Become a Member

Get access to more than 30 brands, premium video, exclusive content, events, mapping, and more.

Already have an account? Sign In

Become a Member

Get access to more than 30 brands, premium video, exclusive content, events, mapping, and more.

Already have an account? Sign In


Trade Shows & Events

Wintersport manufacturers lament loss of ASR vibe, not show itself

The news that the Action Sports Retailer trade show would not take place this year was a surprise to many in the outdoor recreation industry. But the wintersports side of the boardsport business had stopped attending years earlier. Why? SNEWS found out.

Get access to everything we publish when you sign up for Outside+.

Long renowned as outdoor recreation’s sexiest trade show for its overabundance of California cool, bikini bodies and surf stars, the now defunct Action Sports Retailer trade show did a great job celebrating the culture of boardsports.

But on the wintersports side, especially among the snowboard, sunglasses and goggles companies, no one seems to think the loss of ASR will have much impact on their business.

“Losing it does have an effect on our skate and apparel efforts, but not on our snowboard efforts,” said Bob Carlson, president of Arbor. “We had showed some snowboards there, but just for color.”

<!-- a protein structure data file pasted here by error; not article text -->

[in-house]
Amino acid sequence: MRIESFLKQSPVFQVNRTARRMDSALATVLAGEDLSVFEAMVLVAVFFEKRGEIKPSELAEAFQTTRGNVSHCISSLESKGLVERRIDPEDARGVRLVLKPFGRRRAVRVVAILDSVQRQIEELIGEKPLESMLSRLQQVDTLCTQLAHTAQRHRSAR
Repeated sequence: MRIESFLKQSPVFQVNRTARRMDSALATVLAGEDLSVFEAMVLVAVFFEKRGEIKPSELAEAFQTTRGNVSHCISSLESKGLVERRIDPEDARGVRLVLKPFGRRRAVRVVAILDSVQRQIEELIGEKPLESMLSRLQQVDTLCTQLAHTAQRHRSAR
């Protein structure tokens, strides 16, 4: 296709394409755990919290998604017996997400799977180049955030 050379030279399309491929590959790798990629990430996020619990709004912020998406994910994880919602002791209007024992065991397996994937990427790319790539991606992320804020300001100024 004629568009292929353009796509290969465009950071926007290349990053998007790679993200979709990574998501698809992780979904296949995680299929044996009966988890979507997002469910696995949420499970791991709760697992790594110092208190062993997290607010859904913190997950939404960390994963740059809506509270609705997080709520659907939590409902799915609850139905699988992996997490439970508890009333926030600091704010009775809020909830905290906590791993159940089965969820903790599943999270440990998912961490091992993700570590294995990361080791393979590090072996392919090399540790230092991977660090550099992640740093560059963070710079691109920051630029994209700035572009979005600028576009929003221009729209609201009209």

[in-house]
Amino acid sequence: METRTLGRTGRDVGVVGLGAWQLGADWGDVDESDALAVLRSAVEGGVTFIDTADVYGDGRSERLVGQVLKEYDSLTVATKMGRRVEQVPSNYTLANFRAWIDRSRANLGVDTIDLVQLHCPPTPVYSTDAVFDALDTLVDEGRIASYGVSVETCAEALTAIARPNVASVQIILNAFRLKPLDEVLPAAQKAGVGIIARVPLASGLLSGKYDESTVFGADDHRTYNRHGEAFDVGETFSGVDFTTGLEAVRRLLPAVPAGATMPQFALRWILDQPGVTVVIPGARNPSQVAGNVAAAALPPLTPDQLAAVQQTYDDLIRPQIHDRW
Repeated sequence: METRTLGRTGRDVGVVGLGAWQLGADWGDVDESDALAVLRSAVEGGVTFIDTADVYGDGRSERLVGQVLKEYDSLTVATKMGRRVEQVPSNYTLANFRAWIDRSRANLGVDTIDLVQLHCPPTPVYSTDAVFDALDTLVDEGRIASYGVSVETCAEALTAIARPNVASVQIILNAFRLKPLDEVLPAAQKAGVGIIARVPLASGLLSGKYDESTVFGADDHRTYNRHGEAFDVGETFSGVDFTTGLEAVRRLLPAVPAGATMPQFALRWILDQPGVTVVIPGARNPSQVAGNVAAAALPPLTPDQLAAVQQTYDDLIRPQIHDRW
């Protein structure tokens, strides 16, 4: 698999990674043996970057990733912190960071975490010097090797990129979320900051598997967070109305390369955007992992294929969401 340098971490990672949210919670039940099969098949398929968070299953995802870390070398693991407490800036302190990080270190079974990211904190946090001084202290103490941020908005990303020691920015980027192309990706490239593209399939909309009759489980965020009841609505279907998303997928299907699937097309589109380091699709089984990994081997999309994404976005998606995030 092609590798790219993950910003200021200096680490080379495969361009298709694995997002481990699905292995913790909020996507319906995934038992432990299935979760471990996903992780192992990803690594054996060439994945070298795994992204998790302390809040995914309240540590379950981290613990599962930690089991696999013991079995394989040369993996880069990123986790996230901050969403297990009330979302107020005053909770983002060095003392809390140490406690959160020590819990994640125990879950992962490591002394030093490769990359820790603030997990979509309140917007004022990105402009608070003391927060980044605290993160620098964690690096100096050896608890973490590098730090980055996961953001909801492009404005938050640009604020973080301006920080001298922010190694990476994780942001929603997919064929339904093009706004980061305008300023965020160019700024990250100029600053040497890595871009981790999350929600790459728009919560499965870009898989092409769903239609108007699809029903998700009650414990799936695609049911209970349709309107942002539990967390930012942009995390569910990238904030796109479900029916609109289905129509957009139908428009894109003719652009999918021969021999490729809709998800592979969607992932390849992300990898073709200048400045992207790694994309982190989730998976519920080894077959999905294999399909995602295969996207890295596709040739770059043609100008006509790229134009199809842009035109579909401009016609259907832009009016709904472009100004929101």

Carlson said his regrets at the loss of the show are based more on nostalgia than economics.

He said, “I was thinking this morning about coming to ASR as a kid, working for my friend’s dad, and how that was where I realized I could actually have a career in this business.”

After more than 20 years in San Diego, Nielsen Expositions, which ran ASR and also handles the Outdoor Retailer trade shows in Salt Lake City, announced it was shuttering ASR, citing how, among other things, “recent consolidation among major brands and even meaningful changes in the retail environment has significantly altered the landscape.”

In an open letter to exhibitors and retailers, Andy Tompkins, vice president of the Nielsen Sports Group, said, “The action sports lifestyle has huge consumer appeal and favorable youth demographics along with leading, creative and successful brands and retailers. However, given the competition among key brands and the consolidation among retail shops, it appears for now, to be mostly a market share battle for floor space.”

In closing, he appealed to ASR attendees to give the Outdoor Retailer trade shows a look, saying, “We will be increasing our efforts to expand the retail and brand base as well as the culture of the Outdoor Retailer Trade Shows in Salt Lake City to better serve the growth needs of the action sports communities.”

When the SnowSports Industries America (SIA) Snow Show left Las Vegas for Denver last January, there was concern among wintersports exhibitors that the move would result in the loss of the California drive-up market. For boardsports in particular, that seemed to give ASR new relevance to both the summer and winter business opportunities along the Pacific Coast.